When I first moved to New York City in 2012, the tasks I like to refer to as “life admin” — grocery shopping, doing laundry, and other errands — got a bit more complicated.
For instance, you can’t exactly buy a 5-pound bag of potatoes without advance planning when you live a 10-minute, uphill walk from your local grocery store.
But one thing I just couldn’t understand was why so many New Yorkers used “wash-and-fold” laundry services, where you drop off a bag of your dirty clothes and pick them up the next day, neatly folded.
I’d been doing my own laundry for as long as I could remember, and this service just seemed like the pinnacle of laziness to me.
So for the first year I was here, I dutifully lugged my laundry down and up five flights of stairs to my building’s basement, hoping to find a machine that was a) functional and b) not filled with someone else’s clothing.
As time passed, my friends and I switched jobs, got promoted, and found ourselves with a little more disposable income. They all embraced wash-and-fold, and I begrudgingly decided to give it a try.
I haven’t looked back.
Why it’s worth it
It’s not egregiously expensive. In fact, I was surprised by just how cheap it ended up being.
The laundromats I’ve frequented charge between 65 and 80 cents per pound of laundry. I recently dropped off a rather large bag that weighed 14 pounds, which came to $US11.20.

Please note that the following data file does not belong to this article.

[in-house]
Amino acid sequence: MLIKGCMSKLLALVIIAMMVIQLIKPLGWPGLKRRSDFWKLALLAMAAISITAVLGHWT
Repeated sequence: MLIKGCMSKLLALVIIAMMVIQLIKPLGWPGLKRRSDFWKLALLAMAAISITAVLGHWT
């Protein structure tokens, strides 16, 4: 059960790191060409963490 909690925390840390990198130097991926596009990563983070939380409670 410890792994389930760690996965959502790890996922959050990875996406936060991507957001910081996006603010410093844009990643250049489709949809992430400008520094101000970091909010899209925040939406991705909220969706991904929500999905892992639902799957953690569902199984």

It’s not like doing laundry myself is free, so I decided to crunch some numbers. To wash this amount of laundry all at once in a large machine would cost $US4.00 for a wash cycle. To dry the clothes, it would cost at least an additional $US1.25. That’s $US5.25 total — $US5.95 less than I’d pay to have someone else do it.
The real value in this situation comes from time saved. If I did laundry myself, I would have to carve out another chunk of my precious free time for life admin.
- 5 minutes to walk to the laundromat (I have to do this to drop off laundry too, but I can do it on my way to do something else when I’m dropping off, since it’s on my way to the subway)
- 30 minutes for a wash cycle
- 40 minutes (at best) for a dry cycle
- 5 minutes walking back home
- 10 minutes of folding (more if there are a lot of socks that need matching)
Conservatively, that’s an hour and a half of time that I could be doing something fun or otherwise productive. And the $US5.95 in savings from doing my laundry myself is just not worth it. My free time is definitely worth more than $US3.97 per hour.
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